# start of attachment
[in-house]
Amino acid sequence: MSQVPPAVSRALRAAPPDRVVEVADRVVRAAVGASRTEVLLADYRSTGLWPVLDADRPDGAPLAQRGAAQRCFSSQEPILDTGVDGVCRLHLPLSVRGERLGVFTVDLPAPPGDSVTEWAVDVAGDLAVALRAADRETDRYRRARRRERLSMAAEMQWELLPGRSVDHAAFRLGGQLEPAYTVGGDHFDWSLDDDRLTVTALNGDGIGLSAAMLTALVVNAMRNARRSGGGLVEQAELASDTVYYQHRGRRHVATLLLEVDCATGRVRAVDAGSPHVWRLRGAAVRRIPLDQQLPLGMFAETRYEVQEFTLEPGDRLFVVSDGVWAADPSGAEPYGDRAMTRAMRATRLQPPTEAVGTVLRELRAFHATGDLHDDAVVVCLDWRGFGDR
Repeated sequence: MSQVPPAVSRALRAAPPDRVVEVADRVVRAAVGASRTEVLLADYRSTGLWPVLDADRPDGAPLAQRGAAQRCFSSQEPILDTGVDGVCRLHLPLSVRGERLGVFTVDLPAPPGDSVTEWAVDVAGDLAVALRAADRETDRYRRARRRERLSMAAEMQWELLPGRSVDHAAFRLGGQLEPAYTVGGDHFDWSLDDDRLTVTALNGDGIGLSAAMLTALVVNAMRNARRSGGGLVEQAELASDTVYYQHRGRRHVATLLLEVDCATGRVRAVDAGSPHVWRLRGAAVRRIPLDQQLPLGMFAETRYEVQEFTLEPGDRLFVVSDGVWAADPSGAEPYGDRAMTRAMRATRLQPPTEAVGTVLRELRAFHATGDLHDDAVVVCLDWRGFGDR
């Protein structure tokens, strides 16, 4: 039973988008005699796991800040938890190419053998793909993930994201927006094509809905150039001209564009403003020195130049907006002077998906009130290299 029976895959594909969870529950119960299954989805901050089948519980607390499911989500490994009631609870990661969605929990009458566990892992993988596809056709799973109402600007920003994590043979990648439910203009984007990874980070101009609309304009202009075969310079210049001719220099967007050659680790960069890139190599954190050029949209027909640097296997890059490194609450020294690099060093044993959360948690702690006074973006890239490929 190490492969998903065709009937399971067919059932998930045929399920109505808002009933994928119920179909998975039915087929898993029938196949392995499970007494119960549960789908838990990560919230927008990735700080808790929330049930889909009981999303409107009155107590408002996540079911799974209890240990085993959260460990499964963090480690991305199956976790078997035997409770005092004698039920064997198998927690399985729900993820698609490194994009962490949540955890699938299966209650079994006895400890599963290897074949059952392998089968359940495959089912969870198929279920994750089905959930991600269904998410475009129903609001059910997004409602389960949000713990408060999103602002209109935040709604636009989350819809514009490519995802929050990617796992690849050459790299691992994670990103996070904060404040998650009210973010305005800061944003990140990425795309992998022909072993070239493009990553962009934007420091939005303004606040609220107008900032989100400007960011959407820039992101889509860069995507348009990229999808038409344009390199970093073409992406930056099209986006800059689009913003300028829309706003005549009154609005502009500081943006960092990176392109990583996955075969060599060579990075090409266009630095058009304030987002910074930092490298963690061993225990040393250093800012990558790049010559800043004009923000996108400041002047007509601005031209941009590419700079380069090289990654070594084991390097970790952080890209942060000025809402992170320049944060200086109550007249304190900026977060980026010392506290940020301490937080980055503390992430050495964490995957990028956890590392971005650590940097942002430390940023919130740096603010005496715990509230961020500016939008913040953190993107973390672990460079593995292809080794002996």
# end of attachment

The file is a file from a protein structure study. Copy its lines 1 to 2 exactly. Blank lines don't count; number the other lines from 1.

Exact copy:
[in-house]
Amino acid sequence: MSQVPPAVSRALRAAPPDRVVEVADRVVRAAVGASRTEVLLADYRSTGLWPVLDADRPDGAPLAQRGAAQRCFSSQEPILDTGVDGVCRLHLPLSVRGERLGVFTVDLPAPPGDSVTEWAVDVAGDLAVALRAADRETDRYRRARRRERLSMAAEMQWELLPGRSVDHAAFRLGGQLEPAYTVGGDHFDWSLDDDRLTVTALNGDGIGLSAAMLTALVVNAMRNARRSGGGLVEQAELASDTVYYQHRGRRHVATLLLEVDCATGRVRAVDAGSPHVWRLRGAAVRRIPLDQQLPLGMFAETRYEVQEFTLEPGDRLFVVSDGVWAADPSGAEPYGDRAMTRAMRATRLQPPTEAVGTVLRELRAFHATGDLHDDAVVVCLDWRGFGDR